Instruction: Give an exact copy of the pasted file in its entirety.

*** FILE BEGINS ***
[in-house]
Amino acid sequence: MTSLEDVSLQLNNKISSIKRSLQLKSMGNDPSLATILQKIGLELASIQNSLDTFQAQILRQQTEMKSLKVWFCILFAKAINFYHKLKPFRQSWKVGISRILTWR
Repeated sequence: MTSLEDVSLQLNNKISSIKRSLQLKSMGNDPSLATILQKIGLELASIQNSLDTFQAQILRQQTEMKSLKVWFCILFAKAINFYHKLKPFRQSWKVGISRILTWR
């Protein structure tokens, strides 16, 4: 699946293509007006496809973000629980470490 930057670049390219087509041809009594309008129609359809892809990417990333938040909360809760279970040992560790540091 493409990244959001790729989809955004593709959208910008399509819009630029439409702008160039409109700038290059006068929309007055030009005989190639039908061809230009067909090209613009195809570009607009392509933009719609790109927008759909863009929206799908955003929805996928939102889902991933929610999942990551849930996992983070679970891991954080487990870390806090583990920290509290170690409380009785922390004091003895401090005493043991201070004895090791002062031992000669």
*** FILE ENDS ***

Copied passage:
[in-house]
Amino acid sequence: MTSLEDVSLQLNNKISSIKRSLQLKSMGNDPSLATILQKIGLELASIQNSLDTFQAQILRQQTEMKSLKVWFCILFAKAINFYHKLKPFRQSWKVGISRILTWR
Repeated sequence: MTSLEDVSLQLNNKISSIKRSLQLKSMGNDPSLATILQKIGLELASIQNSLDTFQAQILRQQTEMKSLKVWFCILFAKAINFYHKLKPFRQSWKVGISRILTWR
């Protein structure tokens, strides 16, 4: 699946293509007006496809973000629980470490 930057670049390219087509041809009594309008129609359809892809990417990333938040909360809760279970040992560790540091 493409990244959001790729989809955004593709959208910008399509819009630029439409702008160039409109700038290059006068929309007055030009005989190639039908061809230009067909090209613009195809570009607009392509933009719609790109927008759909863009929206799908955003929805996928939102889902991933929610999942990551849930996992983070679970891991954080487990870390806090583990920290509290170690409380009785922390004091003895401090005493043991201070004895090791002062031992000669």